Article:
HC 231H - Deportation from the United States (Spring/2024)

Professor: Tobin Hansen

4.00 credits

  • CRN 32033: Tuesday & Thursday, 8:30-9:50am @ CHA 202

This course explores expulsion from the United States in historical and contemporary social and political context. Our examination of the logics of and mechanisms for expelling “undesirable” populations provides an entrée into three central inquiries: Who belongs? How is belonging regulated? And what are the consequences of expulsion? These questions illuminate the course’s concern with the U.S. government’s increasingly robust deportation machinery and its effects on communities and individuals.

We will bring into focus the rationalization of population management through coercive technologies whereby people are identified, apprehended, and expelled and find themselves on the outside looking in and consider how social identities such as race, gender, and class shape social and legal belonging.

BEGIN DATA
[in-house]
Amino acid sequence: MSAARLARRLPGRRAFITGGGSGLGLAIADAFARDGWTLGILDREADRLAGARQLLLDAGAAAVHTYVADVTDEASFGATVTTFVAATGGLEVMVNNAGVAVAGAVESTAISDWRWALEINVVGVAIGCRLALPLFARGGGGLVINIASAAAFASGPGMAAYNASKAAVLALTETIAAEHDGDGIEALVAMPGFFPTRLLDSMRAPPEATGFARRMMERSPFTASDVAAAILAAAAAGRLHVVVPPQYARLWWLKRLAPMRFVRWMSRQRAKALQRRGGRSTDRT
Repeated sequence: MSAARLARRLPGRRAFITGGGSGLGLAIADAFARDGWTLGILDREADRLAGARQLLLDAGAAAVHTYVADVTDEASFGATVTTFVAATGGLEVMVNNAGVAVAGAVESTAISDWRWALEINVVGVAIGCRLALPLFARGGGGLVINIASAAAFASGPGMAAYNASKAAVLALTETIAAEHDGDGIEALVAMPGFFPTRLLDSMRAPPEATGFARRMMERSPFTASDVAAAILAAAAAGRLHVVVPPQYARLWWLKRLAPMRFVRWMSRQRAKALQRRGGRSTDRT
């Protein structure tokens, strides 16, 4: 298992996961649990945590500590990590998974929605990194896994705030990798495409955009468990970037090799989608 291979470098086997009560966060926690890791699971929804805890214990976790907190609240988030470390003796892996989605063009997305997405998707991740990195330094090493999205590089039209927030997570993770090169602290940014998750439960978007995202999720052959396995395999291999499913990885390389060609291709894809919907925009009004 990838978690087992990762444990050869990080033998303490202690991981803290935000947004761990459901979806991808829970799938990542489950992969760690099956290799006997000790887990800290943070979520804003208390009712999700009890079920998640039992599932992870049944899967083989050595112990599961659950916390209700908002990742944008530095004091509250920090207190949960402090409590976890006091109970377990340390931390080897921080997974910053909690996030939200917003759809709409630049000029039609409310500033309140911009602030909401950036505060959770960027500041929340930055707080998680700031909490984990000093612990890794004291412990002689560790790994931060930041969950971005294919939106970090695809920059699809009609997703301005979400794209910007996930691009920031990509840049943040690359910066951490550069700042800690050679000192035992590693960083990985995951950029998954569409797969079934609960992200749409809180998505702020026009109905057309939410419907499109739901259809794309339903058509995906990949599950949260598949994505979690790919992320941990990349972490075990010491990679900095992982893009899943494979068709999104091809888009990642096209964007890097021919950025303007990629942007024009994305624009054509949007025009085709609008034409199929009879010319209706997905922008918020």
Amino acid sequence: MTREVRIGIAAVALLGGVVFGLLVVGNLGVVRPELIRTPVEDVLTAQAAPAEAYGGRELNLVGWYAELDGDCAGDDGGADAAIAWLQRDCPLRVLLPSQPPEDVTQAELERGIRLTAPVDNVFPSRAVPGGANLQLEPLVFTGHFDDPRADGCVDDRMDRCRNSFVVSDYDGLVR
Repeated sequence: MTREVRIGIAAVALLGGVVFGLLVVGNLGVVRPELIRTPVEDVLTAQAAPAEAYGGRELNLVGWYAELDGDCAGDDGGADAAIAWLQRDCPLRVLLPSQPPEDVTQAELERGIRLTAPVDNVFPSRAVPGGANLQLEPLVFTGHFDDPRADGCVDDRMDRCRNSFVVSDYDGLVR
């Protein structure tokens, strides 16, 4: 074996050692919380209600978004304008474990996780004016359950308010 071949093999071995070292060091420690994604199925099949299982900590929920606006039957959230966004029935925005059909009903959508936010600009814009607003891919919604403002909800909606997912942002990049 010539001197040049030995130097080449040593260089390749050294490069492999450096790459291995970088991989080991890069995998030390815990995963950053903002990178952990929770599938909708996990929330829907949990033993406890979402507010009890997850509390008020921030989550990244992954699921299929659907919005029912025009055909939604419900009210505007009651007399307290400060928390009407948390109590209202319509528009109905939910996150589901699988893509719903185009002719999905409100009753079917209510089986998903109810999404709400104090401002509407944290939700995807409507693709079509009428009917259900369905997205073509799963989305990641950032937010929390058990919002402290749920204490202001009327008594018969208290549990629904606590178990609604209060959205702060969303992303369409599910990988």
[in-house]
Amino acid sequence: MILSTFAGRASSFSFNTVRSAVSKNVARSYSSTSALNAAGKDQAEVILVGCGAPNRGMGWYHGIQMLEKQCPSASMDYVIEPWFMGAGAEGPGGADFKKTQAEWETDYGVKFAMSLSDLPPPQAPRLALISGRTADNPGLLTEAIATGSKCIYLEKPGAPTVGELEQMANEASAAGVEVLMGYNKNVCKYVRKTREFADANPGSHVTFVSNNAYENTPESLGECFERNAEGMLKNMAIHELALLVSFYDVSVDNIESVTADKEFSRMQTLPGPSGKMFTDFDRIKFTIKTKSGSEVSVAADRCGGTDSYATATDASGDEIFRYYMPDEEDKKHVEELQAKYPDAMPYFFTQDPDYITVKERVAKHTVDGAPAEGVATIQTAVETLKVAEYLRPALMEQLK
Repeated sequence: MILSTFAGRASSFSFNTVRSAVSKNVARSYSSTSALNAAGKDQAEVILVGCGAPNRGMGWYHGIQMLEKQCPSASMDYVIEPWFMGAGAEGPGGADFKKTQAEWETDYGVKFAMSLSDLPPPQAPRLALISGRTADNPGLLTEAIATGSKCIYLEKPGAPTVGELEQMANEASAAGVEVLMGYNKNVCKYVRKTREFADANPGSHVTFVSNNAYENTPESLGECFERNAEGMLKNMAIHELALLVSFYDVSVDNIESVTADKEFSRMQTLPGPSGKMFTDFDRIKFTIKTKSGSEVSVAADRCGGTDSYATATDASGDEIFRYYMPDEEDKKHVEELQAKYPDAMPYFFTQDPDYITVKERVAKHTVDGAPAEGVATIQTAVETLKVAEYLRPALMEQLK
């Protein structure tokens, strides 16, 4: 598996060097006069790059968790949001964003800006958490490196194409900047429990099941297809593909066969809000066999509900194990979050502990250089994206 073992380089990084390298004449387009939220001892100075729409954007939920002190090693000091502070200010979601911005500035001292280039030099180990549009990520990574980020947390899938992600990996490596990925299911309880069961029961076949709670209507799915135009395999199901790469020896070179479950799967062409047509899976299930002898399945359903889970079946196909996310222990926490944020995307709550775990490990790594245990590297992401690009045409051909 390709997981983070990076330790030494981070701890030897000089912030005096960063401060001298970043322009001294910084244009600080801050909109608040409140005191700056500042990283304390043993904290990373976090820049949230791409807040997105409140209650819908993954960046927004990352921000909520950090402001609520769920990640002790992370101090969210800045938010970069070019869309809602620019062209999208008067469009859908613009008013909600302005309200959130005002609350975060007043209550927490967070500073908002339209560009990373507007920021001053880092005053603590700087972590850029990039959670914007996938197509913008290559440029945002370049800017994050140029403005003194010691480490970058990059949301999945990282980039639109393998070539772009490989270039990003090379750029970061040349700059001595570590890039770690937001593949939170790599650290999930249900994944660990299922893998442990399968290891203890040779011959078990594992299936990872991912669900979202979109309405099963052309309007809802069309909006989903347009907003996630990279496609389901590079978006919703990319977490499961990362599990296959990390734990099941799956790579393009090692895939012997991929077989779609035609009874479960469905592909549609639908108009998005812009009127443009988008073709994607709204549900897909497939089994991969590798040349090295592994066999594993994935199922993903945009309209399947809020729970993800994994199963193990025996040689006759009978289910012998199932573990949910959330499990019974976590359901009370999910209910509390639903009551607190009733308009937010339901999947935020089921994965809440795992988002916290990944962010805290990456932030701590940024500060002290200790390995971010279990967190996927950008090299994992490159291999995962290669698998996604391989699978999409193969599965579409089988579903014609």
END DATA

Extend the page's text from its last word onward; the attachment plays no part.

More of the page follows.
The course takes a humanistic social scientific approach to belonging and removal, engaging ideas from anthropology, sociology, philosophy, human geography, history, and political science.
The course traces the influence of criminalization, race, and deportation on membership in and exclusion from North American communities, from the English colonies through the contemporary United States, and explores the aftermath of deportation. It also considers philosophical frameworks for outlining notions of belonging in and banishment from social and political communities.